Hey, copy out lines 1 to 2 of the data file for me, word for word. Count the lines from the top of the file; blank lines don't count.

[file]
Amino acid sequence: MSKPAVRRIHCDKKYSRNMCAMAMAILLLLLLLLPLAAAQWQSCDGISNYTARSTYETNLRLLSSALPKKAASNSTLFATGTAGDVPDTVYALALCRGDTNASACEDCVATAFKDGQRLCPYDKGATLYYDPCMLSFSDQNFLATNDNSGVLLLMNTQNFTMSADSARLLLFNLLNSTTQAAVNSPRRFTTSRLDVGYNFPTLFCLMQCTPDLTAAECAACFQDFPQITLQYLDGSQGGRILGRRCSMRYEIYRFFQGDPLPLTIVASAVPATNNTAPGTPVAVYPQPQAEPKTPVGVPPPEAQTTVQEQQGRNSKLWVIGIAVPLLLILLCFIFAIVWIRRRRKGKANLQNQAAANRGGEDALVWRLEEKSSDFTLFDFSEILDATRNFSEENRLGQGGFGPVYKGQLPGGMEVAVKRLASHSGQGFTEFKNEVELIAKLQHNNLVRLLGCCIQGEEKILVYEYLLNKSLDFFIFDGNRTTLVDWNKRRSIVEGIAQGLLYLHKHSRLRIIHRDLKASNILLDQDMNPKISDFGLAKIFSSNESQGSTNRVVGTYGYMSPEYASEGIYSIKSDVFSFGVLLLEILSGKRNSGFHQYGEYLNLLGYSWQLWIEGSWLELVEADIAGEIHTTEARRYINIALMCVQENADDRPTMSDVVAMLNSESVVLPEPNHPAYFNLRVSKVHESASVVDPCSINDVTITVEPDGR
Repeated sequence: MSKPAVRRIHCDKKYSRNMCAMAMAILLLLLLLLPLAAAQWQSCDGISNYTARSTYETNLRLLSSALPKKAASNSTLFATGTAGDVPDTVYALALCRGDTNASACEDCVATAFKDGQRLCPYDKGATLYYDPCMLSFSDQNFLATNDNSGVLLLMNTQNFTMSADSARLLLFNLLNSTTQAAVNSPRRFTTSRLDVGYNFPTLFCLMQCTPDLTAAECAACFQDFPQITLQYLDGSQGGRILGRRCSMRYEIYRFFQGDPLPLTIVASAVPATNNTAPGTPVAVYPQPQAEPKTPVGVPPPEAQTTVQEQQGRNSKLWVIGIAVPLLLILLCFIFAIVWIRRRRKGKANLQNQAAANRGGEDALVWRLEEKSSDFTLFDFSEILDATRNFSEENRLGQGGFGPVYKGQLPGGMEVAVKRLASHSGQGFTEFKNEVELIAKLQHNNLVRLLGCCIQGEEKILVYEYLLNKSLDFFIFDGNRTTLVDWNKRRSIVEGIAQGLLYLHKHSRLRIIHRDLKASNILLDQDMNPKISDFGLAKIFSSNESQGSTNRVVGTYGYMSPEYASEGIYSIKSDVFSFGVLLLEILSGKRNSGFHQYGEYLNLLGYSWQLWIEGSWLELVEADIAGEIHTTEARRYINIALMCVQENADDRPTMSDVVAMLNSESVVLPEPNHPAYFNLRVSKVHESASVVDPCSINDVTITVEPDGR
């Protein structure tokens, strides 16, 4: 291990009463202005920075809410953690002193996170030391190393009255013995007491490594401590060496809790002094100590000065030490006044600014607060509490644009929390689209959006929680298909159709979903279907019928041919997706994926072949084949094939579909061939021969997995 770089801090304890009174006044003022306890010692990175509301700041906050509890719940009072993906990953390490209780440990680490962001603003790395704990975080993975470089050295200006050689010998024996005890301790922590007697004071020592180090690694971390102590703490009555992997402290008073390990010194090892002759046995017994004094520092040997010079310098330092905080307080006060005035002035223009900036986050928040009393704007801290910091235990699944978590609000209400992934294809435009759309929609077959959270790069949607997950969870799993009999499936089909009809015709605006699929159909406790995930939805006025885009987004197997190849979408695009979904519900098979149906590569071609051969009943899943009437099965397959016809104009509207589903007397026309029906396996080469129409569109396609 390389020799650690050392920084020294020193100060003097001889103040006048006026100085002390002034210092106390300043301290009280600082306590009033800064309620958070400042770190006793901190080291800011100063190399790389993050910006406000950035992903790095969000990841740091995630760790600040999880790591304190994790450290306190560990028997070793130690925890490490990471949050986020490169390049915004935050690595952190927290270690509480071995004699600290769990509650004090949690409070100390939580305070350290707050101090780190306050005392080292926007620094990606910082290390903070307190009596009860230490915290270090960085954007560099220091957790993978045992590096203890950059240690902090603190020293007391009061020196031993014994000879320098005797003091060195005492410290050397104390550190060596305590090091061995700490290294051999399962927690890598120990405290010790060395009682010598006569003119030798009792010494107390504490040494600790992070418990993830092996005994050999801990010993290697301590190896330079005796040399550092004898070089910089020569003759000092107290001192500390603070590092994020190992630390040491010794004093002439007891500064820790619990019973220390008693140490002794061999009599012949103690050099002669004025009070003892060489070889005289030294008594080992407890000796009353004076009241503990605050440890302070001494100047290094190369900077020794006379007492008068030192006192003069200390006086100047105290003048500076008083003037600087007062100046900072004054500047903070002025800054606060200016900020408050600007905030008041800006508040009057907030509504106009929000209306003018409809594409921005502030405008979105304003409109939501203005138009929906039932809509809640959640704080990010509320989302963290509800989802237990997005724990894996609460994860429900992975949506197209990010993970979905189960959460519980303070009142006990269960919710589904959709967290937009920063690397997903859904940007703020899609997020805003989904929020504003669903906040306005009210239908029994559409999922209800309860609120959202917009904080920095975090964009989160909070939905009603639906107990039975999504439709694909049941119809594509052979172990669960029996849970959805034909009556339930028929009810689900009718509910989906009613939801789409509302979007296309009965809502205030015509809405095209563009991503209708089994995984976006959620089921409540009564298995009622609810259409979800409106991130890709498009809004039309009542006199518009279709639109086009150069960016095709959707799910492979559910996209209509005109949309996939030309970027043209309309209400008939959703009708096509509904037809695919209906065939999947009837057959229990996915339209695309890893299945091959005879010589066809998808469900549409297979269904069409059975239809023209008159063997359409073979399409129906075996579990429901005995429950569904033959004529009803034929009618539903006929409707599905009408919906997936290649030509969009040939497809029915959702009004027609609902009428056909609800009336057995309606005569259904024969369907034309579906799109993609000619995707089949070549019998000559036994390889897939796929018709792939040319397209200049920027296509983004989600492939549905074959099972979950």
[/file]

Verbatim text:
Amino acid sequence: MSKPAVRRIHCDKKYSRNMCAMAMAILLLLLLLLPLAAAQWQSCDGISNYTARSTYETNLRLLSSALPKKAASNSTLFATGTAGDVPDTVYALALCRGDTNASACEDCVATAFKDGQRLCPYDKGATLYYDPCMLSFSDQNFLATNDNSGVLLLMNTQNFTMSADSARLLLFNLLNSTTQAAVNSPRRFTTSRLDVGYNFPTLFCLMQCTPDLTAAECAACFQDFPQITLQYLDGSQGGRILGRRCSMRYEIYRFFQGDPLPLTIVASAVPATNNTAPGTPVAVYPQPQAEPKTPVGVPPPEAQTTVQEQQGRNSKLWVIGIAVPLLLILLCFIFAIVWIRRRRKGKANLQNQAAANRGGEDALVWRLEEKSSDFTLFDFSEILDATRNFSEENRLGQGGFGPVYKGQLPGGMEVAVKRLASHSGQGFTEFKNEVELIAKLQHNNLVRLLGCCIQGEEKILVYEYLLNKSLDFFIFDGNRTTLVDWNKRRSIVEGIAQGLLYLHKHSRLRIIHRDLKASNILLDQDMNPKISDFGLAKIFSSNESQGSTNRVVGTYGYMSPEYASEGIYSIKSDVFSFGVLLLEILSGKRNSGFHQYGEYLNLLGYSWQLWIEGSWLELVEADIAGEIHTTEARRYINIALMCVQENADDRPTMSDVVAMLNSESVVLPEPNHPAYFNLRVSKVHESASVVDPCSINDVTITVEPDGR
Repeated sequence: MSKPAVRRIHCDKKYSRNMCAMAMAILLLLLLLLPLAAAQWQSCDGISNYTARSTYETNLRLLSSALPKKAASNSTLFATGTAGDVPDTVYALALCRGDTNASACEDCVATAFKDGQRLCPYDKGATLYYDPCMLSFSDQNFLATNDNSGVLLLMNTQNFTMSADSARLLLFNLLNSTTQAAVNSPRRFTTSRLDVGYNFPTLFCLMQCTPDLTAAECAACFQDFPQITLQYLDGSQGGRILGRRCSMRYEIYRFFQGDPLPLTIVASAVPATNNTAPGTPVAVYPQPQAEPKTPVGVPPPEAQTTVQEQQGRNSKLWVIGIAVPLLLILLCFIFAIVWIRRRRKGKANLQNQAAANRGGEDALVWRLEEKSSDFTLFDFSEILDATRNFSEENRLGQGGFGPVYKGQLPGGMEVAVKRLASHSGQGFTEFKNEVELIAKLQHNNLVRLLGCCIQGEEKILVYEYLLNKSLDFFIFDGNRTTLVDWNKRRSIVEGIAQGLLYLHKHSRLRIIHRDLKASNILLDQDMNPKISDFGLAKIFSSNESQGSTNRVVGTYGYMSPEYASEGIYSIKSDVFSFGVLLLEILSGKRNSGFHQYGEYLNLLGYSWQLWIEGSWLELVEADIAGEIHTTEARRYINIALMCVQENADDRPTMSDVVAMLNSESVVLPEPNHPAYFNLRVSKVHESASVVDPCSINDVTITVEPDGR